The most exciting part is filling in the lands. Red and green have the deepest array of value lands of any color combination in the format, so let’s dig into that.
Spinerock Knoll taps for red for Seismic Assault and is a nice combo with a Seismic Assault if we grab a Loam or a Crusher.
Ghitu Encampment taps for red and is an okay body.
Treetop Village is a fantastic manland as a cheap 3/3 and if we’re green we have to use it.
If we’re playing Treetop Village we are going to want to filter it back into Seismic Assault, so Thicket becomes an all-star.
For any red/green deck, Raging Ravine is a great option. It has the biggest attacking potential for any manland and it’s not that expensive to activate.
Mosswort Bridge is similar to Spinerock Knoll but it’s a little harder to turn on. We need a big Crusher but we can also pump it up with man lands. And unlike Spinerock Knoll we’ll still want a Seismic Assault if we see it.
Kessig Wolf Run is a nice combo with Countryside Crusher to cut off chump-blocking.
Tectonic Edge is one of the top lands in Modern and the combination with Life from the Loam is enough to actually shut out some of the slower control decks like UWR.
These lands are good because they cast all of our spells and activate all of our lands.
Misty Rainforest is particularly tricky as it protects Countryside Crusher and finds our basic Forest.
Now that we have all those sweet lands we are going to have to play with Oracle of Mul Daya. In any kind of a slower grindy game, Oracle will let us take over the game with manlands. The card also digs us to spells quickly.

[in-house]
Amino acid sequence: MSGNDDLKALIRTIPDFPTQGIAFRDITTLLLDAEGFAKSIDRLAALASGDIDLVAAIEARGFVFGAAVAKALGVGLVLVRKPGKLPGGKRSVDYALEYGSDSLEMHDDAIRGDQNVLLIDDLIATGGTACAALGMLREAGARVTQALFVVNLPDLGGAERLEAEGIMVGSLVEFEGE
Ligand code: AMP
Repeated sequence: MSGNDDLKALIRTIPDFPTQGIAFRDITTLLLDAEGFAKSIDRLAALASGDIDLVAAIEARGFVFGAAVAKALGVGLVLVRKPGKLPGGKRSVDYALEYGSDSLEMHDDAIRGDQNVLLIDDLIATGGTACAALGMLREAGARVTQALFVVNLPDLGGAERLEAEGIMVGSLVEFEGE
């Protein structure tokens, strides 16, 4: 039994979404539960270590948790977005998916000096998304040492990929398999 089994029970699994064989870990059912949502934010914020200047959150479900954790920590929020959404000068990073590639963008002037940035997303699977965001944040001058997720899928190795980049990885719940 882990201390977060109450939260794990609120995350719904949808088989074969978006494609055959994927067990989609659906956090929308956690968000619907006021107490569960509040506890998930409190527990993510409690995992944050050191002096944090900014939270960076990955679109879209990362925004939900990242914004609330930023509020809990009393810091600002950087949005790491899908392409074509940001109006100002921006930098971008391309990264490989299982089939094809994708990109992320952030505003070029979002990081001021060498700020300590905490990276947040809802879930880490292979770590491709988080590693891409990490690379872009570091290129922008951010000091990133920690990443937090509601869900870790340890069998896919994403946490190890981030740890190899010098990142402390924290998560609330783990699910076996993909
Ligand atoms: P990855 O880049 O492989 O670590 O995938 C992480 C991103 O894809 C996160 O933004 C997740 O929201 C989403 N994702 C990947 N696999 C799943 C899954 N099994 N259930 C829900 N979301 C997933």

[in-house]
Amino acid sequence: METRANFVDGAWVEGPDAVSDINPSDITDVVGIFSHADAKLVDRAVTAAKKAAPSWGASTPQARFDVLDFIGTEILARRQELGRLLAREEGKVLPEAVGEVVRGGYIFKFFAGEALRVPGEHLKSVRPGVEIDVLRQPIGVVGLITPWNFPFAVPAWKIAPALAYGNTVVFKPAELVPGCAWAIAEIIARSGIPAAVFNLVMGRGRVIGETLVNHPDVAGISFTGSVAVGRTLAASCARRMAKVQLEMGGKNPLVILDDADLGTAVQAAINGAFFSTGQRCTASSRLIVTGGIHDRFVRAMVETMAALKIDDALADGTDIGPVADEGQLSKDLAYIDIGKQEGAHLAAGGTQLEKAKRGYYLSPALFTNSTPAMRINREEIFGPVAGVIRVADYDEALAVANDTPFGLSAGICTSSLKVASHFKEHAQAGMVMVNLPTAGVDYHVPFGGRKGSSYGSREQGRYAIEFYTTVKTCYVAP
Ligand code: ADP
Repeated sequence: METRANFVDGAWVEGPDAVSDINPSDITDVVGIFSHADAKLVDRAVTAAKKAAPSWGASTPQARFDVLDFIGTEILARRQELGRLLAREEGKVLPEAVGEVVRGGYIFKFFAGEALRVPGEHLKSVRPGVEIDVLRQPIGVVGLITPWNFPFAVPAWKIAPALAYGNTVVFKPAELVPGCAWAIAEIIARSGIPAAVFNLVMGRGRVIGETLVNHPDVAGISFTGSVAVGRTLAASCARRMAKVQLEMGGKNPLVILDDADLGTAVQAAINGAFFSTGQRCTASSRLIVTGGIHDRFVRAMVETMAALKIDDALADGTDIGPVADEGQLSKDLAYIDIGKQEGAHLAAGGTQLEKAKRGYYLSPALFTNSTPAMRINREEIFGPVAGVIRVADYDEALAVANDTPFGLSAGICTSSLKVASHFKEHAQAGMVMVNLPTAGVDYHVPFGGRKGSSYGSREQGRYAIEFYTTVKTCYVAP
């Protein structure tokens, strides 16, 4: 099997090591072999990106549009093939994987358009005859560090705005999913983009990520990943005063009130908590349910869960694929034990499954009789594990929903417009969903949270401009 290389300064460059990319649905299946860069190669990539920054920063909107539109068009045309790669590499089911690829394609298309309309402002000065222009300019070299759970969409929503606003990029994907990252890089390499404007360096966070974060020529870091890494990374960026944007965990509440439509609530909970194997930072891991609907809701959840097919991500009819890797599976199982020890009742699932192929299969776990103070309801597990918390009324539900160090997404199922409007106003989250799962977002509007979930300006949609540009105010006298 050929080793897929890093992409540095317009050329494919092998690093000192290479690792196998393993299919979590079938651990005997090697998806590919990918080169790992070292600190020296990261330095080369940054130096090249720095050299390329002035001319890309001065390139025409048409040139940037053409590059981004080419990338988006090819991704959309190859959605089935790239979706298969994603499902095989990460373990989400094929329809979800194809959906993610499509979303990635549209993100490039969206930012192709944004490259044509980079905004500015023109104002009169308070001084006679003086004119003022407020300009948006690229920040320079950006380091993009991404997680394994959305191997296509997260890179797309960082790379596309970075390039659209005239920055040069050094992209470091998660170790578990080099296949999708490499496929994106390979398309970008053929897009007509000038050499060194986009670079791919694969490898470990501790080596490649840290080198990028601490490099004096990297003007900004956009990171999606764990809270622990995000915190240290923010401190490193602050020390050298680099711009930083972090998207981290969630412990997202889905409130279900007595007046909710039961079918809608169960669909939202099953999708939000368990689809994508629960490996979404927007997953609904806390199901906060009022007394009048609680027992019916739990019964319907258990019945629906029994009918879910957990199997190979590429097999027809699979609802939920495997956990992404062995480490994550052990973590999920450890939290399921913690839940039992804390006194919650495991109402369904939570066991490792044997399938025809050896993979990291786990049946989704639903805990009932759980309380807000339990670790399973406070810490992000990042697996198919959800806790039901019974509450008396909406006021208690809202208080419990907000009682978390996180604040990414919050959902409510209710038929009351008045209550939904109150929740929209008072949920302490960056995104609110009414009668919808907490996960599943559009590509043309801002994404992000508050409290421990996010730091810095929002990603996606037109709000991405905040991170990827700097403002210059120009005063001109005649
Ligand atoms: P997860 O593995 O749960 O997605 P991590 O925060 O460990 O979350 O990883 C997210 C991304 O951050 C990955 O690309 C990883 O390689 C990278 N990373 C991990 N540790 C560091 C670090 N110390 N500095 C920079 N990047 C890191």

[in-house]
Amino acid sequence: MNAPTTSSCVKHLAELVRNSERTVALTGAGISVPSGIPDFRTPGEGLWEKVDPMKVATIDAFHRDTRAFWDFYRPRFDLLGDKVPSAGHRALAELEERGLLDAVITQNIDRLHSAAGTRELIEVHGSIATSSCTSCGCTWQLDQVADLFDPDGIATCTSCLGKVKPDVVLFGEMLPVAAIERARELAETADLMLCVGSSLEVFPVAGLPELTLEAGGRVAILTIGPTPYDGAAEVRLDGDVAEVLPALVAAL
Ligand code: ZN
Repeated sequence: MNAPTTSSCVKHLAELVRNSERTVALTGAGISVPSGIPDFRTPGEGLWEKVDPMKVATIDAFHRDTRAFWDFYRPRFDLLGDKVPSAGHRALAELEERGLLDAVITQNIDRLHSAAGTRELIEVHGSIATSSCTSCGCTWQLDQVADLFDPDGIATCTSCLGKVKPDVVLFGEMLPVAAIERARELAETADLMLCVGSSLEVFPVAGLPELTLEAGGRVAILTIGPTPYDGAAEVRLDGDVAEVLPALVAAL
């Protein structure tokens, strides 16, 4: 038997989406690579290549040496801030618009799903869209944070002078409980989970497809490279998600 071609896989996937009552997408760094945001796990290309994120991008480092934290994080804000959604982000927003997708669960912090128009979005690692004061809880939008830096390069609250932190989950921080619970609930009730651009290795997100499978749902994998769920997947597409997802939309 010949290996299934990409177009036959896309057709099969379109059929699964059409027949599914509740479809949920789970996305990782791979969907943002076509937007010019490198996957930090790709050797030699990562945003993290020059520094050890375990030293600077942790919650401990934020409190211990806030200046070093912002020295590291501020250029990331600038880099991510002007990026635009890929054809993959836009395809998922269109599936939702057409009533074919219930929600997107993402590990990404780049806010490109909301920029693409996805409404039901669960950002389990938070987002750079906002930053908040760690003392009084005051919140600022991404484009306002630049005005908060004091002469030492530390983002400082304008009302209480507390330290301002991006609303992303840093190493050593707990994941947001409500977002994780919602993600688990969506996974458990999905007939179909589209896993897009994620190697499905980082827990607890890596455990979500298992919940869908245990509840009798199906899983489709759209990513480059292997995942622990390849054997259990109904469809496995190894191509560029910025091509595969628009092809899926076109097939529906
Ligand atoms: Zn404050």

That brings us to here:
Lands… and SPELLS!
Does this deck actually win? It doesn’t make all that much sense, but yeah.
Let’s go on a short adventure.
Lands… and SPELLS! Photo Blog
Here is our Robot opponent scooping the match to an on-board Treetop Village.
Here is a crippled Melira Pod player stripping all of our spells but unable to beat the lands.
Here is a Storm player scooping out of the match.
Here is a nut Countryside Crusher.
Here’s a UW Tron opponent actually unable to beat mono-lands. The opponent later revealed a hand full of counters, sorcery-speed removal, Unburial Rites, and Emrakul.
The deck wins.
One of the most interesting questions about this deck is how to mulligan with it.
It was founded on a similar principle to the mulligan-for-Crusher deck, so at first I treated this deck like mulligan-to-Crusher-or-Seismic Assault.
It was smooth sailing at first until the mulligans to 3 started to happen. A mulligan to 3 should never happen. I should have kept before that. But what could I have kept? What if every hand was all lands?
So I started keeping all-land hands.